With the amount of AI projects that Google has in store, keeping its data spick-and-span is likely of high priority.
The company filed a patent application for a system for “anonymizing large scale datasets.” Google’s system aims to provide “improved privacy guarantees” to datasets that are “k-anonymous,” which specifically protects the identities of entities within a dataset.
K-anonymity is done as a “preprocessing step, such as prior to data release and/or prior to using the data for any potentially nonsecure purpose, such as for training a machine learning model (e.g. a deep neural network),” Google noted. This step can be vital in keeping personally identifiable data under wraps, such as medical and health data, or user data such as passwords or browsing history.
Google’s system assigns data to “entity clusters” that all share a common characteristic or reference a common entity. Once clustered, the system identifies a “majority condition” for each entity cluster, which determines what “data item” that most or all pieces of data within the cluster have in common. When the majority condition is discovered, the system assigns a “data item” to the entity it wants to anonymize in order to blur the common identifying thread.
Google said this system allows it to “selectively add or remove relationships in the data to anonymize the data” without compromising the integrity or structure of it. Google said in the filing that this method provides an alternative to “differential privacy” in datasets, which requires large changes to the structure of the data itself.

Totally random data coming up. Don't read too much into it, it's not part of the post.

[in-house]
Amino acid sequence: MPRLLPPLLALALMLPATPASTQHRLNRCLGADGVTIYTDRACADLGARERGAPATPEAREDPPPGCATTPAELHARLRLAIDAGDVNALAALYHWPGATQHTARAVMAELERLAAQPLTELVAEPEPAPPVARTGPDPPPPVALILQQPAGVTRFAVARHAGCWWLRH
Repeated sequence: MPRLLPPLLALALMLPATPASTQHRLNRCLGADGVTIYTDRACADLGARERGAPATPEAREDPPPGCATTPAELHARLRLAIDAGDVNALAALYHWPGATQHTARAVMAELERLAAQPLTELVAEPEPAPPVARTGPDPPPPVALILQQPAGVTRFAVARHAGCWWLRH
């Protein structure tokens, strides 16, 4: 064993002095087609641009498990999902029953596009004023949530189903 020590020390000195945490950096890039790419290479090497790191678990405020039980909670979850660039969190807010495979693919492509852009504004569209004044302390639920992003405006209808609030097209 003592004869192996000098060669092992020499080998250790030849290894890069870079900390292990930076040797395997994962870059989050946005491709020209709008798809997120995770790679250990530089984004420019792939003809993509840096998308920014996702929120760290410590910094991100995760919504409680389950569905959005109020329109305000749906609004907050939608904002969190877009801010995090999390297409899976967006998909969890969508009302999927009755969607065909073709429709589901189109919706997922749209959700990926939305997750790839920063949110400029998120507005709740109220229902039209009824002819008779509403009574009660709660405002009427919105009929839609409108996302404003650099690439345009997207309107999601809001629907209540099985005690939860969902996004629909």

Google has been hard at work on AI development. The company has integrated AI throughout its workplace offerings, enhanced its search engine with AI, merged DeepMind and the Brain Team into one division, and has high hopes for its chatbot, Bard, to help the company reach two billion users, according to Reuters.
Plus, Google’s been filing patent applications for AI innovations at a near-constant clip, seeking to control everything from power-saving AI training methods to development automation tools to spam detection.
But because an AI model is only as good as the data that trains it, it’s also integral that the data it’s using is high-quality and doesn’t compromise user privacy. And because AI models can be reverse-engineered to spit out the data that they were trained on, making sure that data doesn’t contain personal user information is paramount.
A few solutions for the AI data privacy problem are in the works: Both Microsoft and Oracle recently filed patents for ways to prevent reverse engineering hacks and algorithmic attacks on models that could put their training data at risk. However, Google’s approach tackles the data itself, rather than the models, before it’s used to train AI systems in the first place. This approach of data minimization drastically limits user data vulnerability that any kind of data leak may present.
As the AI race heats up, Google has a lot riding on its work in the space. Avoiding data security slip-ups involving its AI tools is likely vital in keeping its strong position in the market.